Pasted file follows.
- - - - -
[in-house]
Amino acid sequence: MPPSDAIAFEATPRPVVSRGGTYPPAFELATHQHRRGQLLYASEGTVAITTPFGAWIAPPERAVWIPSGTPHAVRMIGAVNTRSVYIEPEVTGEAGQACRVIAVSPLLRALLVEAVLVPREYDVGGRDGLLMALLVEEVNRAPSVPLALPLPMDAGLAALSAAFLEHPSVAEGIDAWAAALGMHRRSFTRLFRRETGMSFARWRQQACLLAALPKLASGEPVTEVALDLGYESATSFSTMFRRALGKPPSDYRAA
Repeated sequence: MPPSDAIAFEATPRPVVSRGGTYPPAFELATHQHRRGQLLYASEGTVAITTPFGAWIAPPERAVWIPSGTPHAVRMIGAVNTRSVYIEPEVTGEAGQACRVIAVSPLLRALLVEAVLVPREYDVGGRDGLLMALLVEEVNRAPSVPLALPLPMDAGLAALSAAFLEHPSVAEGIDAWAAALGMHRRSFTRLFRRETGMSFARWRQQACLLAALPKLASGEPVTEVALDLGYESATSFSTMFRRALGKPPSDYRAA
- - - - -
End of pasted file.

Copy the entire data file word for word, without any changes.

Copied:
[in-house]
Amino acid sequence: MPPSDAIAFEATPRPVVSRGGTYPPAFELATHQHRRGQLLYASEGTVAITTPFGAWIAPPERAVWIPSGTPHAVRMIGAVNTRSVYIEPEVTGEAGQACRVIAVSPLLRALLVEAVLVPREYDVGGRDGLLMALLVEEVNRAPSVPLALPLPMDAGLAALSAAFLEHPSVAEGIDAWAAALGMHRRSFTRLFRRETGMSFARWRQQACLLAALPKLASGEPVTEVALDLGYESATSFSTMFRRALGKPPSDYRAA
Repeated sequence: MPPSDAIAFEATPRPVVSRGGTYPPAFELATHQHRRGQLLYASEGTVAITTPFGAWIAPPERAVWIPSGTPHAVRMIGAVNTRSVYIEPEVTGEAGQACRVIAVSPLLRALLVEAVLVPREYDVGGRDGLLMALLVEEVNRAPSVPLALPLPMDAGLAALSAAFLEHPSVAEGIDAWAAALGMHRRSFTRLFRRETGMSFARWRQQACLLAALPKLASGEPVTEVALDLGYESATSFSTMFRRALGKPPSDYRAA